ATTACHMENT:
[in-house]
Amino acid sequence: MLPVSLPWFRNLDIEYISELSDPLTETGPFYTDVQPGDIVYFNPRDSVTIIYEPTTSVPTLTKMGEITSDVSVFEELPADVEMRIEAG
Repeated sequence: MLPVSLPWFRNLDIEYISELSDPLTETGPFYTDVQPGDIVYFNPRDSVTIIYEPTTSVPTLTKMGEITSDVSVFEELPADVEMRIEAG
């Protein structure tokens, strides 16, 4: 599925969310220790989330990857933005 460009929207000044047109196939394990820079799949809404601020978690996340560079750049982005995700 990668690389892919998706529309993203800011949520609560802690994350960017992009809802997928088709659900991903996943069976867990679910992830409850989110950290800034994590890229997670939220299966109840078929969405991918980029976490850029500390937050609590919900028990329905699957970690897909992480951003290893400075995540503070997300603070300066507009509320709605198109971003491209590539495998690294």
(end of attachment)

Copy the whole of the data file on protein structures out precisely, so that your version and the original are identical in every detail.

[in-house]
Amino acid sequence: MLPVSLPWFRNLDIEYISELSDPLTETGPFYTDVQPGDIVYFNPRDSVTIIYEPTTSVPTLTKMGEITSDVSVFEELPADVEMRIEAG
Repeated sequence: MLPVSLPWFRNLDIEYISELSDPLTETGPFYTDVQPGDIVYFNPRDSVTIIYEPTTSVPTLTKMGEITSDVSVFEELPADVEMRIEAG
């Protein structure tokens, strides 16, 4: 599925969310220790989330990857933005 460009929207000044047109196939394990820079799949809404601020978690996340560079750049982005995700 990668690389892919998706529309993203800011949520609560802690994350960017992009809802997928088709659900991903996943069976867990679910992830409850989110950290800034994590890229997670939220299966109840078929969405991918980029976490850029500390937050609590919900028990329905699957970690897909992480951003290893400075995540503070997300603070300066507009509320709605198109971003491209590539495998690294």